60 hours a week for ~6 years without vacations allowed me to build and eventually sell my company. This was not a great use of my time. I could have had the same outcome with much better work life balance.
The rest of this post will talk about how I learned to better manage my time. Lots of this will make you say duh. However, it's important to realize that most things of value in life are perceived as duh. They're obviously the right thing to do and at the same time it's hard to do a lot of it.
I am not writing this because I expect this to blow your mind. I am writing this to remind you, that yes applying extra effort to implement this has positive outcomes. And that yes, compounding small improvements add up.
It took me ~15,600 hours to internalize this. I am a slow learner. Maybe you can do it a bit faster.
Self-control is finite
Just like physical muscles, the mental muscle of self-control can become fatigued through exertion, making it more difficult to exert self-control later. This is known as ego depletion.
Research has shown that self-control can be improved through a variety of techniques, such as mindfulness practices or goal setting. Mindfulness practices, such as meditation, can help you become more aware of your thoughts and emotions, which can make it easier to regulate them. Setting specific and challenging but achievable goals can also help to focus your self-control efforts. However, to do all of this, you need to expend self-control.
I had to understand that recurring situations in my life where I must expend self-control or to make choices on things I don’t care about, drained my ability to do well in areas I did care about.
The trope that always gets brought up here is Mark Zuckerberg and his shirts. While I haven’t gone to this extreme, I buy shirts so that I can pick any of them and be happy with whatever I have picked without thinking, and I apply this reasoning throughout my life.
Self-control is unreliable
On top of being finite, self-control can also be unreliable because it can be influenced by a person's environment and circumstances. For example, an individual may be able to exert self-control in a calm and controlled environment but may struggle to do so in a high-stress or chaotic environment. Additionally, your self-control can be influenced by your emotions, and you may be less able to exert self-control when you are feeling stressed, anxious, or depressed.
A system of behavior that can be very effective in self-control is habit formation. Habits are automatic behaviors that are triggered by specific cues in the environment. By identifying the cues that trigger unwanted behaviors, and then replacing them with new cues that trigger wanted behaviors, individuals can make it easier to exert self-control.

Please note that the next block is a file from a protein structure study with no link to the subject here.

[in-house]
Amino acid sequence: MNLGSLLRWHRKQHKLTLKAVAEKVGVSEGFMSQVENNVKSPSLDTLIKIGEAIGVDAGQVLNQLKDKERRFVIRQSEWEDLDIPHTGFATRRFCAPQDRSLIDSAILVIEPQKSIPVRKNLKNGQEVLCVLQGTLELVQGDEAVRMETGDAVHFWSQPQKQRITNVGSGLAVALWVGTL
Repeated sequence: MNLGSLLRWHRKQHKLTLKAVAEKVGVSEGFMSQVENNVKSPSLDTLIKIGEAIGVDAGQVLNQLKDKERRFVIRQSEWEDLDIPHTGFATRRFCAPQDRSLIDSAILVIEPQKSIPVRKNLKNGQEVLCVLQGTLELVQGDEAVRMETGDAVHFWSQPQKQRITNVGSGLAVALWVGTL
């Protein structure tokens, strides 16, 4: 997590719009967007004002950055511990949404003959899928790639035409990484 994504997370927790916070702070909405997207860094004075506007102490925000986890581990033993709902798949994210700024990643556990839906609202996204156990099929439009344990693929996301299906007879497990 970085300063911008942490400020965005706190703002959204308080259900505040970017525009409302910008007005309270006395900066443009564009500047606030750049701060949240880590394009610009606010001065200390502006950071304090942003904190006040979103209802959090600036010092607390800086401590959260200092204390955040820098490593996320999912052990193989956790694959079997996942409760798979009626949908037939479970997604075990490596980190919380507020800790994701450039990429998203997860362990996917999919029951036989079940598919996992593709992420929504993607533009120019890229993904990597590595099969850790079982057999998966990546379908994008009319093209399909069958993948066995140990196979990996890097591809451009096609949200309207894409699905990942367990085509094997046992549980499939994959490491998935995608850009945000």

For example, I check Slack too often and let it interrupt focused work. The solution I found was to use an app called Quitter which closes Slack (and Messages, Whatsapp, and a few others) within 10 minutes of me not actively using them. This helped me break a negative habit of checking Slack and helped establish a habit of trusting notifications to be more relevant to the task I am doing.
Tools outperform people
By keeping track of how you spend your time, you can identify where they are spending too much time on distractions or unimportant tasks and adjust your behavior accordingly.
Tools helped me improve my self-control by providing cues and reminders to engage in desired behaviors, and by making it more difficult to engage in undesired behaviors.
One example of a tool that can act as a guardrail for self-control is a time-tracking app. I use a combination of the native Screen Time functionality and a third party time tracking tool called Timingapp. Screen Time is helpful for everything on the go, and then Tmingapp tracks everything on my laptop. Just having Timingapp installed has changed my behavior because I don't want to be disappointed when I look at the report at the end of the day.
Timelines and iterations
Someone may say to you "why don't you just spend more time outside of work". The word just does a lot of the heavy lifting there. The reality is that self-improvement is an ongoing effort. It will likely never be done. And progress will come in fits and spurts with you spinning your wheels. It's ok, that’s how it is for everyone who focuses on improvement and not performative change for social media.
Iteration is an extremely important part of self-improvement. This means that you must take consistent action, be mindful of your progress, and tinker with your strategies and routines until you achieve the results you want.
When you combine the reality of timelines and iteration you end up looking at something like James Clears 1% blogpost. The important takeaway for you shouldn't be that 1% better every day is your goal. The important takeaway is that 1% better is an impossibly high rate of improvement for most people.
You have failed, now what
You've put in the work. It's been years. You have decided that you want to give up. Work and life are not balanced. They won't be any time in the future.
So what? Is this worse than the person who overoptimizes for a hobby? Or for an addiction? Or anything else?
At some point you must understand who you are and accept that beyond a point you aren't going to change. I consider writing this post to be a form of work. I probably shouldn't be spending my time doing this right now. And yet here I am, 15.6k hours later. Maybe I will go play some Gran Turismo after this.